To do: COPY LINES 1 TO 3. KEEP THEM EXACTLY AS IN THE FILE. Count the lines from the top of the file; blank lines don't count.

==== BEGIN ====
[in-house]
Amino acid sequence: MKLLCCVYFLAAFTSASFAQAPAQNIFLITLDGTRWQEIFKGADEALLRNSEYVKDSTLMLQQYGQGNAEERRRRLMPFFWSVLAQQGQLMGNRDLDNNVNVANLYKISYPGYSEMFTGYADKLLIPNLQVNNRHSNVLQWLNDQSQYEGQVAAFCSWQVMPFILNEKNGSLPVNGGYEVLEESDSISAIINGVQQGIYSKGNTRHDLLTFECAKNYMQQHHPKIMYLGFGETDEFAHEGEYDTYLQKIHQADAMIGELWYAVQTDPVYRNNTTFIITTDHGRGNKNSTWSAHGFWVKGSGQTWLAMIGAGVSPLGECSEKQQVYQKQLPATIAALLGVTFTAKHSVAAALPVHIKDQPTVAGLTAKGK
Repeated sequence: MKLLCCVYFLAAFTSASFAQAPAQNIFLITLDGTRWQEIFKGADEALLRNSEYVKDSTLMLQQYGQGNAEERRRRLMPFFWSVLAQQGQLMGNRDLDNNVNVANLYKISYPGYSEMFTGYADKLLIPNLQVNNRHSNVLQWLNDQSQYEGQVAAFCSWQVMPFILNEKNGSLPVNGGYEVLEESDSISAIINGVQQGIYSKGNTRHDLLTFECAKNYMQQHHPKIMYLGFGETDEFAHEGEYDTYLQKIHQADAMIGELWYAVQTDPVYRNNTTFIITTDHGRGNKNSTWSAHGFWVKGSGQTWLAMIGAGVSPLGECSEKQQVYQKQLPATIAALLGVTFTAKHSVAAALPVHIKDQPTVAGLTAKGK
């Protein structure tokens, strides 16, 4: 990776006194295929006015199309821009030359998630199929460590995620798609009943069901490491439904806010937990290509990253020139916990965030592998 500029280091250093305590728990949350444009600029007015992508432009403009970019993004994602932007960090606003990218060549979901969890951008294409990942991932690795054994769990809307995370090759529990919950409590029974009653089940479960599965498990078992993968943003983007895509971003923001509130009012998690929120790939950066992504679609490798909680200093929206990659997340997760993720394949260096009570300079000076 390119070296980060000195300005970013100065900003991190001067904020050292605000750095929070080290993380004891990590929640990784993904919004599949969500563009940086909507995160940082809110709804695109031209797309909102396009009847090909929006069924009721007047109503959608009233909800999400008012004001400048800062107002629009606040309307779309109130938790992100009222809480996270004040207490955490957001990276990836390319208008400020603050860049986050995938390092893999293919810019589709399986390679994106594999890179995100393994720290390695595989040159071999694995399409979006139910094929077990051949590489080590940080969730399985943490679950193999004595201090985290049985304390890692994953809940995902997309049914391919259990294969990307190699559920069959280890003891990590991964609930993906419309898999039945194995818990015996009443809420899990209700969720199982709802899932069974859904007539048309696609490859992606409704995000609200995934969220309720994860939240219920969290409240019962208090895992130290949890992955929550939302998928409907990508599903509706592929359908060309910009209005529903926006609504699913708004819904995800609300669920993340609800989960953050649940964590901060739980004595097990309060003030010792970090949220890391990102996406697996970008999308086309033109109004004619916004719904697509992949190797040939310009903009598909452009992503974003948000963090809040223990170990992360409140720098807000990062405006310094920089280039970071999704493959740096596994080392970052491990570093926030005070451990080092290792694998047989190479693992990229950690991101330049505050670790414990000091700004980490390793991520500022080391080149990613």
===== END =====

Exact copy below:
[in-house]
Amino acid sequence: MKLLCCVYFLAAFTSASFAQAPAQNIFLITLDGTRWQEIFKGADEALLRNSEYVKDSTLMLQQYGQGNAEERRRRLMPFFWSVLAQQGQLMGNRDLDNNVNVANLYKISYPGYSEMFTGYADKLLIPNLQVNNRHSNVLQWLNDQSQYEGQVAAFCSWQVMPFILNEKNGSLPVNGGYEVLEESDSISAIINGVQQGIYSKGNTRHDLLTFECAKNYMQQHHPKIMYLGFGETDEFAHEGEYDTYLQKIHQADAMIGELWYAVQTDPVYRNNTTFIITTDHGRGNKNSTWSAHGFWVKGSGQTWLAMIGAGVSPLGECSEKQQVYQKQLPATIAALLGVTFTAKHSVAAALPVHIKDQPTVAGLTAKGK
Repeated sequence: MKLLCCVYFLAAFTSASFAQAPAQNIFLITLDGTRWQEIFKGADEALLRNSEYVKDSTLMLQQYGQGNAEERRRRLMPFFWSVLAQQGQLMGNRDLDNNVNVANLYKISYPGYSEMFTGYADKLLIPNLQVNNRHSNVLQWLNDQSQYEGQVAAFCSWQVMPFILNEKNGSLPVNGGYEVLEESDSISAIINGVQQGIYSKGNTRHDLLTFECAKNYMQQHHPKIMYLGFGETDEFAHEGEYDTYLQKIHQADAMIGELWYAVQTDPVYRNNTTFIITTDHGRGNKNSTWSAHGFWVKGSGQTWLAMIGAGVSPLGECSEKQQVYQKQLPATIAALLGVTFTAKHSVAAALPVHIKDQPTVAGLTAKGK